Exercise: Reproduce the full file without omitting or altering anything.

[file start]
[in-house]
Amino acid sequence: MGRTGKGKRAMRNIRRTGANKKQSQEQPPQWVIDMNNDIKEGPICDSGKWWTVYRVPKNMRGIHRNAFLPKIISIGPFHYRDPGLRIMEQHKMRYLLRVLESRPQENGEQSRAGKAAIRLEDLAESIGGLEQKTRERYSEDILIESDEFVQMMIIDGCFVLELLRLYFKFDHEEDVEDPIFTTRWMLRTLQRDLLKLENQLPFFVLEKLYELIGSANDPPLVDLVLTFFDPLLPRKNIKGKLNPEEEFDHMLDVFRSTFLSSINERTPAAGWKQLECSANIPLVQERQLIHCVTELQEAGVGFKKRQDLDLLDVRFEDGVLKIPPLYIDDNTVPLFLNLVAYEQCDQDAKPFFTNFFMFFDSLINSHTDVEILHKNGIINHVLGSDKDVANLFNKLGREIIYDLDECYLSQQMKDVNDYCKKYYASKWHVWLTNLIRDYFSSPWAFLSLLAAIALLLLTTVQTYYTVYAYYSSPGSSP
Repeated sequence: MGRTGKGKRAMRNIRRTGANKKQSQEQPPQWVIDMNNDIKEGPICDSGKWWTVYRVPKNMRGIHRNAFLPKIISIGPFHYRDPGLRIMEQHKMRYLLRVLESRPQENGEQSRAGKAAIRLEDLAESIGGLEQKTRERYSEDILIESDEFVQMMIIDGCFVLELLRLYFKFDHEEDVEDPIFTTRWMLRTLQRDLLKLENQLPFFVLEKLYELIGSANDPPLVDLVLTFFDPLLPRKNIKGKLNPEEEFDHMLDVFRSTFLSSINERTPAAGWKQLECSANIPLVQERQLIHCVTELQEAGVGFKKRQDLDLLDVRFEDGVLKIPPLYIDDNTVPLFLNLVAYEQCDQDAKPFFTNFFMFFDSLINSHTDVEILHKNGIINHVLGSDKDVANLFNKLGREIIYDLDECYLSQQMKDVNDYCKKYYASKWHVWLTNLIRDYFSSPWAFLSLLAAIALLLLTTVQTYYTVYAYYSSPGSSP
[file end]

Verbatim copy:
[in-house]
Amino acid sequence: MGRTGKGKRAMRNIRRTGANKKQSQEQPPQWVIDMNNDIKEGPICDSGKWWTVYRVPKNMRGIHRNAFLPKIISIGPFHYRDPGLRIMEQHKMRYLLRVLESRPQENGEQSRAGKAAIRLEDLAESIGGLEQKTRERYSEDILIESDEFVQMMIIDGCFVLELLRLYFKFDHEEDVEDPIFTTRWMLRTLQRDLLKLENQLPFFVLEKLYELIGSANDPPLVDLVLTFFDPLLPRKNIKGKLNPEEEFDHMLDVFRSTFLSSINERTPAAGWKQLECSANIPLVQERQLIHCVTELQEAGVGFKKRQDLDLLDVRFEDGVLKIPPLYIDDNTVPLFLNLVAYEQCDQDAKPFFTNFFMFFDSLINSHTDVEILHKNGIINHVLGSDKDVANLFNKLGREIIYDLDECYLSQQMKDVNDYCKKYYASKWHVWLTNLIRDYFSSPWAFLSLLAAIALLLLTTVQTYYTVYAYYSSPGSSP
Repeated sequence: MGRTGKGKRAMRNIRRTGANKKQSQEQPPQWVIDMNNDIKEGPICDSGKWWTVYRVPKNMRGIHRNAFLPKIISIGPFHYRDPGLRIMEQHKMRYLLRVLESRPQENGEQSRAGKAAIRLEDLAESIGGLEQKTRERYSEDILIESDEFVQMMIIDGCFVLELLRLYFKFDHEEDVEDPIFTTRWMLRTLQRDLLKLENQLPFFVLEKLYELIGSANDPPLVDLVLTFFDPLLPRKNIKGKLNPEEEFDHMLDVFRSTFLSSINERTPAAGWKQLECSANIPLVQERQLIHCVTELQEAGVGFKKRQDLDLLDVRFEDGVLKIPPLYIDDNTVPLFLNLVAYEQCDQDAKPFFTNFFMFFDSLINSHTDVEILHKNGIINHVLGSDKDVANLFNKLGREIIYDLDECYLSQQMKDVNDYCKKYYASKWHVWLTNLIRDYFSSPWAFLSLLAAIALLLLTTVQTYYTVYAYYSSPGSSP